The account can change hands several times. Often, the only information the debt buyer receives is the name of the last owner of the debt, your last known contact information and the amount of the debt. If you receive a demand letter from Midland Funding for $3,107, you may have no idea that the account was originally a Wells Fargo Mastercard. When you dispute the debt, the current owner must research the account, validate the amount you owe, and provide you with the name and amount of the original owner of the debt. If nothing else, this can give you some breathing space. Often, it will give you a chance to research your own records and provide proof to the new owner that the account has been paid off or that you owe an amount different from what they are demanding.

What If the Creditor Cannot Validate the Debt? 

If the collector is trying to collect more than you owe, fails to verify the debt, continues to contact you while the debt is being disputed, fails to provide you with the name and amount of the original debt, the collector is violating the Fair Debt Collection Practices Act. The more opportunities the collector has to violate the FDCPA, the more you may come out ahead in the end. 

5.  Tell the Creditor to Stop Contacting You

Yes, it’s true. You absolutely can tell the collector to leave you alone. There is a process, a proper way to do it, and it is important that you understand the effect of your demand and the consequences you can expect to come out of it.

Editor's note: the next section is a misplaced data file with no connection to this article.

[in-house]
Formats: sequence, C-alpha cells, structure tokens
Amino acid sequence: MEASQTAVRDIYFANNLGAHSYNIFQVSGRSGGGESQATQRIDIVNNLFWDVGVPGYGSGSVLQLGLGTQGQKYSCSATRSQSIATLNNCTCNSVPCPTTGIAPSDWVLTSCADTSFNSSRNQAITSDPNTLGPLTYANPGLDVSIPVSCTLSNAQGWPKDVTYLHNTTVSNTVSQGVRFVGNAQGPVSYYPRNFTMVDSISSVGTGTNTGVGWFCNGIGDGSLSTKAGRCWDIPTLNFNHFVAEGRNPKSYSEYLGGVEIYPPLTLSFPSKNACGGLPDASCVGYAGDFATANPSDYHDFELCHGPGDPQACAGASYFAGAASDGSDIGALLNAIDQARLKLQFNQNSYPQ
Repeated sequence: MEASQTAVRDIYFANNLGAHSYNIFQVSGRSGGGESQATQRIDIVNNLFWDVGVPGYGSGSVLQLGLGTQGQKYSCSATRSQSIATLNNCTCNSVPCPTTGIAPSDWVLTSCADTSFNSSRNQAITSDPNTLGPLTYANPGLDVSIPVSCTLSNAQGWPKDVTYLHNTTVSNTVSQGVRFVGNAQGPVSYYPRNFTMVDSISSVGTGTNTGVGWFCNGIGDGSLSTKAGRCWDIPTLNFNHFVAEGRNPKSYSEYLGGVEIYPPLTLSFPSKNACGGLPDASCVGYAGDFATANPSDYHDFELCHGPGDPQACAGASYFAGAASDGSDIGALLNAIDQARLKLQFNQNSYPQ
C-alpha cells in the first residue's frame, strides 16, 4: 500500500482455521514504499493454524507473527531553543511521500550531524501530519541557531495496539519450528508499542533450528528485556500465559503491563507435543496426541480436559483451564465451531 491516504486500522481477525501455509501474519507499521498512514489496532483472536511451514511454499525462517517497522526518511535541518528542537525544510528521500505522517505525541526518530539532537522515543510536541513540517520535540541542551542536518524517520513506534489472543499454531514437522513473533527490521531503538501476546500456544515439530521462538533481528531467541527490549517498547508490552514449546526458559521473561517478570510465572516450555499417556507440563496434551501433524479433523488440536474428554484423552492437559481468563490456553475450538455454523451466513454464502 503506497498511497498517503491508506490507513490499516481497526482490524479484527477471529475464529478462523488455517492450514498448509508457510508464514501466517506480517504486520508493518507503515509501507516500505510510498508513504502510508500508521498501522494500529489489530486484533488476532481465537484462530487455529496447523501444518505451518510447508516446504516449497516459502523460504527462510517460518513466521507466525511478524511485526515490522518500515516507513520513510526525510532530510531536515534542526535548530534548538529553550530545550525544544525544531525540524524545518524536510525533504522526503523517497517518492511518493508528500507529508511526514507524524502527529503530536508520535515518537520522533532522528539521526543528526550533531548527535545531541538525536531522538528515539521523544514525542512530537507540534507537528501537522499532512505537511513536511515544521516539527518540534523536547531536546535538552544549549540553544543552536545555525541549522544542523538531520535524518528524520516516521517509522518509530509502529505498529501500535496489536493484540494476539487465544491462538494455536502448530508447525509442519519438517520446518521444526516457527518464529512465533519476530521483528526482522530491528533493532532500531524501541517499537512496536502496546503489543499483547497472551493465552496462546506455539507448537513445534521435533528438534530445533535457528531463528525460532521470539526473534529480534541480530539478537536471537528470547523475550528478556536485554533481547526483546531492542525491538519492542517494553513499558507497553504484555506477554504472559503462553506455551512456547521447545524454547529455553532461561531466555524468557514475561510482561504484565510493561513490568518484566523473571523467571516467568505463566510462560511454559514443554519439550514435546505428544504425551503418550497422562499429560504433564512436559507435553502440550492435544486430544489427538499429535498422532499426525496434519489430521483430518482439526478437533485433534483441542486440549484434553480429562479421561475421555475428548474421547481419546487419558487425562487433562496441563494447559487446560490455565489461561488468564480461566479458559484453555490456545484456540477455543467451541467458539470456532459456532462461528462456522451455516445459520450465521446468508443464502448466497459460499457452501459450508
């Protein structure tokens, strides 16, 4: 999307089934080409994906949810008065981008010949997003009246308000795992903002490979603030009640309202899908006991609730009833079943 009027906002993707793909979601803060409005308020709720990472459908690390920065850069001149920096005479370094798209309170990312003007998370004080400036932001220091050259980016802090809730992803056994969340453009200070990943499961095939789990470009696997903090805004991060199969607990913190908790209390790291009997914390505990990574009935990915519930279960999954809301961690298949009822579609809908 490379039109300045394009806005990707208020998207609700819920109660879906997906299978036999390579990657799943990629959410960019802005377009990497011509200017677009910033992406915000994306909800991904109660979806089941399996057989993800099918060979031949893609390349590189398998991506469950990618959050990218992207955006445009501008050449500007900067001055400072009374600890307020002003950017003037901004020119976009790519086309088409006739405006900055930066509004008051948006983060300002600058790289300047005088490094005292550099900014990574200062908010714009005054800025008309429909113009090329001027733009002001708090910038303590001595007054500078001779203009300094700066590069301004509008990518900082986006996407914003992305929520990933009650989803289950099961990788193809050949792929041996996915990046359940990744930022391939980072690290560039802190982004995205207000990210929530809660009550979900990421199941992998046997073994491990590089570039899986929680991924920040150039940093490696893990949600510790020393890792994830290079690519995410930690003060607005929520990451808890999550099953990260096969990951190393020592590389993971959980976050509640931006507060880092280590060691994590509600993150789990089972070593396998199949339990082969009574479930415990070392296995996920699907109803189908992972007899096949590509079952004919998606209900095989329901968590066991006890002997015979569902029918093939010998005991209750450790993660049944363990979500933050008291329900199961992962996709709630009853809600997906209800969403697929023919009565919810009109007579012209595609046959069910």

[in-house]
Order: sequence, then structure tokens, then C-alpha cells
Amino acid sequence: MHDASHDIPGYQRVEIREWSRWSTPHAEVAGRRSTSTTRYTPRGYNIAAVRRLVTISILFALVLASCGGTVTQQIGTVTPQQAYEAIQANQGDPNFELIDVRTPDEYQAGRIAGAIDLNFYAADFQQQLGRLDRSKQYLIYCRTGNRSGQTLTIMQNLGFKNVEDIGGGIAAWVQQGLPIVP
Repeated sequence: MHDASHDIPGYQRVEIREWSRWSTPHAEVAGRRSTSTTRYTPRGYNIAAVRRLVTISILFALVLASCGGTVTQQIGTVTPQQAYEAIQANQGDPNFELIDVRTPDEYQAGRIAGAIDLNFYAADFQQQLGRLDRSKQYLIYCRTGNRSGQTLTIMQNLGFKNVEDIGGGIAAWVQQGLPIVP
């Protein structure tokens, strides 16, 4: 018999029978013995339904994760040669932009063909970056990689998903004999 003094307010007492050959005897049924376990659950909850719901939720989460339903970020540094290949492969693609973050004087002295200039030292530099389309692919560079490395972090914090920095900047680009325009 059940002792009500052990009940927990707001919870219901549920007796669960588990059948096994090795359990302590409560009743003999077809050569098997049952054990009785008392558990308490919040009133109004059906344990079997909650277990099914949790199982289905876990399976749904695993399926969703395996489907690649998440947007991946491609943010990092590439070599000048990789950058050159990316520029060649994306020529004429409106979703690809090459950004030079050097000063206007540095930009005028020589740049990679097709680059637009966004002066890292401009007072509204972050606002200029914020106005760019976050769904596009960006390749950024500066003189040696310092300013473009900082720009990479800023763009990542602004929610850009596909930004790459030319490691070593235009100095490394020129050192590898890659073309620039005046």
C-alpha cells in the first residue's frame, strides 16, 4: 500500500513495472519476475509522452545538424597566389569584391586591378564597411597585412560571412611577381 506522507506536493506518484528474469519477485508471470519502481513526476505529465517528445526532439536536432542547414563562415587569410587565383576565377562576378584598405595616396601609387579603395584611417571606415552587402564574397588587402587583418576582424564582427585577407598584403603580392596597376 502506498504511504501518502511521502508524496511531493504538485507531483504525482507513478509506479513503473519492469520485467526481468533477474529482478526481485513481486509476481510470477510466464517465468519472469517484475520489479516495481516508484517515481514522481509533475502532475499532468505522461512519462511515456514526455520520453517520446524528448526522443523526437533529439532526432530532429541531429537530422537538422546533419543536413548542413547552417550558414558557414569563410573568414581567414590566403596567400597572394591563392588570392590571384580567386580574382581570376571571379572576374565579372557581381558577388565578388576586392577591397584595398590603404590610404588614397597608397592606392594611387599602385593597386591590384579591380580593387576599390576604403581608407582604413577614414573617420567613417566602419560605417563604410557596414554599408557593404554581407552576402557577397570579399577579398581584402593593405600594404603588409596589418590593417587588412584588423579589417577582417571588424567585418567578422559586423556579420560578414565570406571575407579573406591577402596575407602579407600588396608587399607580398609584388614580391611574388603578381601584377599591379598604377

Just because the collection agency isn’t communicating with you doesn’t mean that it has given up on you. There’s a fair chance that the collector will just turn the account over to a lawyer for a lawsuit. This is more likely the larger the account. If a law firm has the account, they must contact you with any suit papers they file. But they and the collector are not under any obligation to warn you that the account is being sent to the attorney for legal proceedings.

There is always the chance that the lawyer will not have up-to-date contact information for you, or the suit papers will not reach you. If you never answer the suit, the court can enter a default judgment against you. Lawsuits are much easier to defend before a judgment is taken than after.

Even if the collector chooses not to send the debt to a lawyer, the collector may have little choice but to sell the account to another debt buyer. When another collector enters the scene, you will have to start from scratch to verify the debt and send a new cease and desist letter.

If it is more important to you to enjoy a respite from the haranguing, than by all means do this:

Send a written letter to the collector demanding that the collector cease and desist from further communications with you, your relatives, your employer or anyone else the collector may be contacting. Telling the creditor over the phone to stop calling is not sufficient under the FDCPA. Send it by certified mail so that the recipient has to sign for it. That way, if the collector continues to contact you, each instance of contact is yet another violation of the FDCPA.

Once the collector receives a letter from you demanding that they stop communicating, the collector is obligated under the FDCPA to cease communications with two exceptions: 1. the collector may send you a letter to inform you that they are ending communications, or 2. the collector may send you a letter to inform you that they are sending the account to an attorney to institute legal proceedings.